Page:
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The Sisters of the Valley: A Call for Support in Times of Hardship


As members of the Sisters of the Valley, we have recently endured a series of devastating events that have significantly impacted our community and mission. A fraudulent banking attack has left us in a dire financial situation, forcing us to go public with our hardship and launch a GoFundMe campaign, pleading with our followers for just a one-dollar donation.

The purpose of our fundraising is to recover from the substantial loss for which the bank refuses to take responsibility. Instead, they are charging us $30 to $60 per day for every day the account remains in arrears. It’s been over twenty days now, and the burden continues to grow.

We had only reached 10% of our fundraising goal when GoFundMe paused our campaign. Despite operating for ten years and holding licenses under the jurisdiction of the California Food and Drug Administration for three years, we are still unfairly treated as if our non-psychotropic salves and tinctures are street narcotics.

This is one of the ripple effects of no safe banking for the hemp and CBD industries. All the major commerce platforms hide behind the grey areas to discriminate against small businesses, women-owned and minority-owned businesses. They know what we are doing is not narcotics. They know we should have the right to do business. They know we have our licenses and pay all our taxes. But just the same, they choose to work against us. They choose to make it hard for the little guys, while they roll over for the big guys. From our perspective, they’ve all chosen the latter. There is no evidence of trying to understand, explained Sister Kate.

The lack of safe banking creates an environment where laws, or the lack of them, are used against us, similar to how Jim Crow laws oppressed Black people. This system of suppression is effective and deeply ingrained.

Earlier this year, in our ninth year of doing business, we were thrilled to finally begin advertising on Facebook. However, the celebrations were short-lived as Facebook can’t seem to decide if they will allow us to advertise or not. After taking over $1,200 from us, they started blocking our advertisements again and pausing our advertising rights. It’s in appeal. “Facebook can’t decide if we can buy their advertising or not; they can’t fully decide if we are narcotics dealers or not,” said Sister Halla.

Another agency taking advantage of our situation is the IRS, which is holding funds that could cover the GoFundMe campaign twice over. They continue to withhold the funds for a series of bogus reasons, introducing new ones as the old reasons get proven false. Despite involving a Senator’s office, nothing has changed. We completed the paperwork in the fall of 2022, and our payroll service provider filed with the IRS in February 2023.

GoFundMe won’t let us raise money to cover the stolen funds. The bank won’t help or take responsibility for clearing a bad check that started this catastrophic fall. Facebook starts and stops our advertising, without a clear decision. The IRS is withholding funds worth three months of sales and enough to settle all pressing debts.

What is the lesson here? Maybe everything analysts said is true:

  1. You can’t have a manufacturing business in America that will make money. All manufacturing has to be done in third-world countries with exploited labor to be profitable. If you want to run a business in America, it has to be a service industry.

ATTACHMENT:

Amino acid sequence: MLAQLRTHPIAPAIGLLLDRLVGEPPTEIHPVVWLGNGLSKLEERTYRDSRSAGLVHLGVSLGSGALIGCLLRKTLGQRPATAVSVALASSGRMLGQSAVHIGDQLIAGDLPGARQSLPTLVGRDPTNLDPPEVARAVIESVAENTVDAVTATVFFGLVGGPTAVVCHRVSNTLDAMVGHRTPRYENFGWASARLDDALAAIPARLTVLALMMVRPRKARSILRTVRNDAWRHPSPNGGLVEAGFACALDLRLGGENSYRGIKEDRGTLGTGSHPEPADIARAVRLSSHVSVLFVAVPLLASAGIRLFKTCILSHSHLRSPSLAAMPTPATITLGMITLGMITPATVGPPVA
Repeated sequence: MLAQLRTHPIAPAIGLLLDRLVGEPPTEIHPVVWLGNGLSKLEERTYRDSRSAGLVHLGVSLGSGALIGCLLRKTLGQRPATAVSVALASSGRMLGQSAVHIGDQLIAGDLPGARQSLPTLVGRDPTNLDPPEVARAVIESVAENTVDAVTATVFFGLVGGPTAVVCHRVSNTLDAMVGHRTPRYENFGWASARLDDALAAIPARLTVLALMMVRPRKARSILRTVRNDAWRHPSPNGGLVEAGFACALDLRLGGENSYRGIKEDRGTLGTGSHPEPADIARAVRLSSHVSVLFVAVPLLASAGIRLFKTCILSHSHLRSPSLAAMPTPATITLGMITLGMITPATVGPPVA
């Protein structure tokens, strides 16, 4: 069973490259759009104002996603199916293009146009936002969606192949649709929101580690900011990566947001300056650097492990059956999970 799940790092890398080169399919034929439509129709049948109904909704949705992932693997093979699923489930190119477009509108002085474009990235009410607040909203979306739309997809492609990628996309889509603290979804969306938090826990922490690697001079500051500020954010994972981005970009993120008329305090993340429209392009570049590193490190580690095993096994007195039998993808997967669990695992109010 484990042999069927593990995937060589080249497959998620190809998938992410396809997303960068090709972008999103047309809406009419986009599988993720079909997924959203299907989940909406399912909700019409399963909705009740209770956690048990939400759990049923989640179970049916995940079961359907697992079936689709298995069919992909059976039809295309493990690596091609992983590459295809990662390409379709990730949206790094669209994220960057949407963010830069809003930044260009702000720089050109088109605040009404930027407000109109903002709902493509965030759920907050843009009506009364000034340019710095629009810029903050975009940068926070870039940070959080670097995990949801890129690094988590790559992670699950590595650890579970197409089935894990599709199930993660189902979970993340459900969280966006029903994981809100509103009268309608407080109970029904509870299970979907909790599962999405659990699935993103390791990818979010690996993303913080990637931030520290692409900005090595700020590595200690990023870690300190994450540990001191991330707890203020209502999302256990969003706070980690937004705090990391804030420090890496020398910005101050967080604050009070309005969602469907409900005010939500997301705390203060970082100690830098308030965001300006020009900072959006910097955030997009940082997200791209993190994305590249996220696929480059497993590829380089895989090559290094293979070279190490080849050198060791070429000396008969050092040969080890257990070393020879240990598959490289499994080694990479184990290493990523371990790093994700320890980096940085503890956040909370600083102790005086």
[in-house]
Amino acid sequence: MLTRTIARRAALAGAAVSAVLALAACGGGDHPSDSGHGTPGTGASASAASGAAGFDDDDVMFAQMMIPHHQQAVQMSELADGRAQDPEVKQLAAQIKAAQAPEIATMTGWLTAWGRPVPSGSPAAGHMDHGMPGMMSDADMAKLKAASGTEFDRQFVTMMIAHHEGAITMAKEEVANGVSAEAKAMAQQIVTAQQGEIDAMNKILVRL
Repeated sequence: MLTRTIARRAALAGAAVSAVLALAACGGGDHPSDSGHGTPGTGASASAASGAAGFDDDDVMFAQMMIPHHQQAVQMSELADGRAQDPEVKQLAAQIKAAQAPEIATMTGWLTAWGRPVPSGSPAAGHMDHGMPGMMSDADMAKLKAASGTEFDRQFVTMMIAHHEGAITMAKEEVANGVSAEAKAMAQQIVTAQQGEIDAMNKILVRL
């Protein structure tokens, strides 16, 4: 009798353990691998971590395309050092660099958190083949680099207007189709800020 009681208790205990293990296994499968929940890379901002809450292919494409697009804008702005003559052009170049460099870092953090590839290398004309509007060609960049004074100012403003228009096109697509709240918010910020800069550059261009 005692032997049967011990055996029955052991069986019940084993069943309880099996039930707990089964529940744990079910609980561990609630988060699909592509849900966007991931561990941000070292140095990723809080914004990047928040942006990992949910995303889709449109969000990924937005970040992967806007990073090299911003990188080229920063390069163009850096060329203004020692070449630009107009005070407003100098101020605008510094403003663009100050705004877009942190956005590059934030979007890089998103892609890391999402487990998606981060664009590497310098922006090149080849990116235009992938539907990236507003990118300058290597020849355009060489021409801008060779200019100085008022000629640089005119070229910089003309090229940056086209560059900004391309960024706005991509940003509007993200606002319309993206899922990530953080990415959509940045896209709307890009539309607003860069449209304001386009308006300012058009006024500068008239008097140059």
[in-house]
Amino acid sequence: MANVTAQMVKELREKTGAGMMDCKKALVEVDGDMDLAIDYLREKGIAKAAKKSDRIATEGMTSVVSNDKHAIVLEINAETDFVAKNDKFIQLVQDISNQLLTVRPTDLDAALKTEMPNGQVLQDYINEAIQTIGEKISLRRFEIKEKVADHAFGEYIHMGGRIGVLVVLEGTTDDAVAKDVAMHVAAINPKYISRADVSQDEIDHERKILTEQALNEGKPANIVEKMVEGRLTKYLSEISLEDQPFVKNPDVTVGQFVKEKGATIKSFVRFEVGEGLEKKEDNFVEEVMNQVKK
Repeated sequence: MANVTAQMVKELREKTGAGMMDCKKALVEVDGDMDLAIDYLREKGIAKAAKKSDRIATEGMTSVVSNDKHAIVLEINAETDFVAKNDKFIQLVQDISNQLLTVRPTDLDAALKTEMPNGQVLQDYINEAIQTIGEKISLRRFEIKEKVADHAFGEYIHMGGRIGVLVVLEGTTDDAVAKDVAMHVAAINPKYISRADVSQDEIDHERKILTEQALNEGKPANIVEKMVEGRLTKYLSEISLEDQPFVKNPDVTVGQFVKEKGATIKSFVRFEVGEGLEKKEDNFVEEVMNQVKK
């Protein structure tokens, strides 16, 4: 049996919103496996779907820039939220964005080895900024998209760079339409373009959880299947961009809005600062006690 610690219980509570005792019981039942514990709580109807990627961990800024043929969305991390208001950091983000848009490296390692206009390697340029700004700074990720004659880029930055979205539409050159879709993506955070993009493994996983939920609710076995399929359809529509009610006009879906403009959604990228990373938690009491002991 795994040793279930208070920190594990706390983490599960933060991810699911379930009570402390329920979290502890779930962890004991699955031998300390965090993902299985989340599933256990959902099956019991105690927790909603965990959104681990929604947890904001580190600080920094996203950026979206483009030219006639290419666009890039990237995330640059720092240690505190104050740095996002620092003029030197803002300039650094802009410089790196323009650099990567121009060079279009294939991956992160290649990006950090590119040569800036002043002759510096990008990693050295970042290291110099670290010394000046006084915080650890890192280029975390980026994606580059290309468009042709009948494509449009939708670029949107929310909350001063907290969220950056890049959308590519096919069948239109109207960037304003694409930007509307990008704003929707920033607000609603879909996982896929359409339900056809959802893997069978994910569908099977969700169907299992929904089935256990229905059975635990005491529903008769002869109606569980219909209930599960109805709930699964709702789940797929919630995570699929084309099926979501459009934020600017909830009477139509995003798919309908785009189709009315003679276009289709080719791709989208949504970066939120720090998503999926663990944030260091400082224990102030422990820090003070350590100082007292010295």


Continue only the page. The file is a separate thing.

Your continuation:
2. Safe banking will not come to our industry in my lifetime. Fair playing field standards are not in the scopes of any legislature. They have no interest if all the small businesses kill themselves trying because, in the end, big pharma and large corporations will benefit.

What are the other factors that exasperate the situation?

  1. We qualified for and received pandemic help and drought relief funds from the State of California. The government entities recognized we aren’t narcotics until the recent withholding of the ERTC funds. Is the IRS like Facebook, waffling?
  2. ETSY, Google, Pinterest, and occasionally Facebook/Meta refuse to let us advertise, even though we hold valid state licenses.
  3. We still haven’t broken the dispensary blockade, preventing our products from reaching stores where people are most likely to seek them.

In our attempts to break into the service industry to supplement our manufacturing, we have failed at hosting or guest services, before we got started. We have had some success with gigs like teaching events or speaking engagements, but these are not sustainable month over month.

We find ourselves in a place we never thought we would be—begging for funds. We are blocked from services and platforms. If we wanted restrictions, we could have become Catholic nuns.

The big players continue to label us as narcotics dealers, even though we are humble farm women who just want to make our homemade medicines by the cycles of the moon in peace and sell them in a fair market environment.

We don’t need GoFundMe to accept donations. You can support us directly through the donation link at the bottom of our store’s landing page:

If we could see an economic resurgence that brings back our pre-pandemic customer base, if the IRS would release our funds, if bankers stood up for our industry, if dispensary owners acknowledged our state licenses, if giant platforms let us advertise—if any of these things happened, we would feel less like 18th-century nuns serving the priests.  And we wouldn’t have to ask.

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